We generally think of true talent levels for hitters between .250 and .350 with average being right around .300. If you see someone deviate greatly from .300 or so, there may be a legitimate reason, but it is also very likely about luck. Hitters can influence their BABIP, but BABIP is fluky and takes a while to settle down, meaning that in small samples your BABIP can be quite different from your true talent level. This is what we mean when we say someone’s success is BABIP driven. No one can sustain a .450 BABIP for a whole season, but they can do it for two weeks and that can inflate statistics like batting average and slugging percentage in small samples.
The same is true for pitchers, but it’s even more critical. Pitchers have very little control over what happens to the baseball once it is put in play. Strikeouts, walks, and homeruns rest solely on a pitcher, but once a hitter makes contact it’s out of their hands. Most pitchers will have BABIPs close to .300 and any serious deviation from that number means there is some serious luck or defense involved. Even pitchers who are easy to hit will still have BABIPs closer to average because their defense will still get to a high percentage of balls in play.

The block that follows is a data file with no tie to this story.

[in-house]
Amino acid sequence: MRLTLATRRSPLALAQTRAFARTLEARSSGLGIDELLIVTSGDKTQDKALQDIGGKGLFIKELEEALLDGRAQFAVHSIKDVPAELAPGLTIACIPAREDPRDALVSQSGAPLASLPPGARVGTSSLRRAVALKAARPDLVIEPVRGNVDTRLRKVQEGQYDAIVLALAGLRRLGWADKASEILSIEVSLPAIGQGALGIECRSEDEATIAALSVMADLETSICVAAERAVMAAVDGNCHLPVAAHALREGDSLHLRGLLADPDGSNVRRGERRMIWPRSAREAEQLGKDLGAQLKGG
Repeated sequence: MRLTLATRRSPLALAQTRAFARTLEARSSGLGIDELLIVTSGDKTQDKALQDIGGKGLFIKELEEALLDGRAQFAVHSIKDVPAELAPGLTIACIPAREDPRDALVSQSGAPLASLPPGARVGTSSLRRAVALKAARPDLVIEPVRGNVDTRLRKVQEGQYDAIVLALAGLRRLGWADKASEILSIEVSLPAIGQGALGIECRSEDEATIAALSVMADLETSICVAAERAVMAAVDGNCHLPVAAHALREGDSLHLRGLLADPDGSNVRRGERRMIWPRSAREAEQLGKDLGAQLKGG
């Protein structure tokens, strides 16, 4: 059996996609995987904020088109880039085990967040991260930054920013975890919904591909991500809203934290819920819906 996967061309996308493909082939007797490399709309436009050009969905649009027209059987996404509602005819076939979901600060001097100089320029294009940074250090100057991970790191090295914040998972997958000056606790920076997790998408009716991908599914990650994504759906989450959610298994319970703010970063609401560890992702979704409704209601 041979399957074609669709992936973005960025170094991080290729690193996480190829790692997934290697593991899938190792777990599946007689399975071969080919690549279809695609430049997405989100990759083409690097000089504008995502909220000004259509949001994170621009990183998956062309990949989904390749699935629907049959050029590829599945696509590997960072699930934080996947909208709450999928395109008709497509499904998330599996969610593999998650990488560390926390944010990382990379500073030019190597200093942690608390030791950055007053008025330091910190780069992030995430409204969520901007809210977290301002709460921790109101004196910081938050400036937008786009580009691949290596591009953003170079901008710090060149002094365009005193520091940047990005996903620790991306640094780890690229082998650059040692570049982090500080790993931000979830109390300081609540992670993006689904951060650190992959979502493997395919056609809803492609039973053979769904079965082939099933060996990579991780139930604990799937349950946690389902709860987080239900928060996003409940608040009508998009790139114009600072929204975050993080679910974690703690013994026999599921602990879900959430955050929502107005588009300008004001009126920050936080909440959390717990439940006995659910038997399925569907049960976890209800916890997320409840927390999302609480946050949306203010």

Using BABIP is very easy. Hitters can have higher or lower BABIPs based on their skills, but they are unlikely to post very high or very low BABIPs. For example, only 14 hitters in MLB history have BABIPs above .360 for their careers and only 26 hitters since WWII have BABIPs lower than .240. What you want to do is compare a hitter’s season BABIP to their previous seasons to see if it is in line. If you’re jump from a .310 career BABIP to a .360 the next season, it’s likely due for some regression to the mean. BABIP can be predictive like this if there is no underlying change in skill.